I do lots of skiing ahead of my students. Have them follow me. At all ages and skill level. I also make tracks from ski poles and cones. At the end of every lesson there is a fun part.

 

T

post #7 of 13

Bring back more kids in tears at the end of the lesson than you took out at the beginning.  Hopefully they won't assign you jobs you're not good at.

 

Backward skiing is one good game.  You shout, "backwards," and you and all the kids turn around and ski backwards until you shout "forewards."  Let the kids take turns leading the group to a landmark (snow gun, certain tree, whatever you have), while you ski alongside each one giving them individual instruction.  Whatever terrain features you have, use it.  Small drop-off, rise, trees for slalom, whatever you can play with.  Red light-green light where they stop and restart on command.  Combine with backward skiing.  Count the turns to a landmark, most turns wins.  Sideslips on hardpack, straight sideways, tips down the hill sideslipping, tails downhill sideslipping, sideslip curves--gotta keep the feet close together for this.

post #8 of 13

I recently had a discussion with my daughter who is an elementary school teacher.   Our discussion centered around the idea that when I first get my groups, and I always have several seasonal groups because our mountain has a large school out reach program, I set firm boundaries when I first get my kids.  They  can be  from 7- 15 y.o.  or so.   I immediately set boundaries that set the tone for safety (no hockey stops when approaching the group),  group management (everyone pairs up and is responsible to keep track of their partner)  (when we stop, huddle up quickly so I can say what I'm going to say and then ski without wasting time collecting kids). I start off getting their attention appearing tough and no nonsense,   once I get control and get their attention, I can lighten up.  By starting off strict with good control of the group, they soon realize that I intend to ski a lot and work them hard.  And they want to ski and they want to have success.     The discussion I had with my daughter centered around the idea that kids feel safe with boundaries.  My kids generally appreciate  the attention, the focus on skiing a lot,   and the  sense they get that I truly have their best interest at heart.     YM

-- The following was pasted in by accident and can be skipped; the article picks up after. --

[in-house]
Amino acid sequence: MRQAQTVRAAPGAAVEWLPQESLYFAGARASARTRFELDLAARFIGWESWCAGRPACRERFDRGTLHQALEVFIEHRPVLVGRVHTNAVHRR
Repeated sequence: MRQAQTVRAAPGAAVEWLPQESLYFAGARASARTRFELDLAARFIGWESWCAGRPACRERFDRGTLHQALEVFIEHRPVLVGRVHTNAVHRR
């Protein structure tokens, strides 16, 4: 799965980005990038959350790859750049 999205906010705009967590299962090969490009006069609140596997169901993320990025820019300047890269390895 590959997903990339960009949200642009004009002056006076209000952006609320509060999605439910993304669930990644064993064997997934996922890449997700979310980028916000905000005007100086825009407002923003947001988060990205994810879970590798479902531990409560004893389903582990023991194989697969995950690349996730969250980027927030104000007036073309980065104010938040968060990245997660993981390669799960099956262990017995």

post #9 of 13
The kids in the beginner corral are not all there by choice. Motivating them to participate is part of our task and for the majority of kids our programs work. But not for all. So we need a back up plan for those few who decide enough is enough.

As far as games, teaching for transfer suggests simple games like tag, follow the leader, simon says, and such are a starting point. It is worth mentioning games they already know and like allow them to have some familiarity in the strange new world if skiing.
post #10 of 13

Kids that cry for mom and dad.... I take off their skis and start making snow angels with (these are 4 year olds), play tag, run around in ski boots, promise a trip in if they play outside for a while, distract them with fun.  The most important job you will do with these young never ever skiers is have fun.  Play ring around the rosy in ski boots and then skis, have them chase each other around ski poles on flat ground in ski boots and then in skis.  Set parent expectations appropriately.  Explain if you get the chance that youngsters learn at very different paces and you will work hard to be sure these youngsters play and have fun so they want to come again but they might not learn to ski today.  I will get them comfortable with their ski gear on and maybe gliding.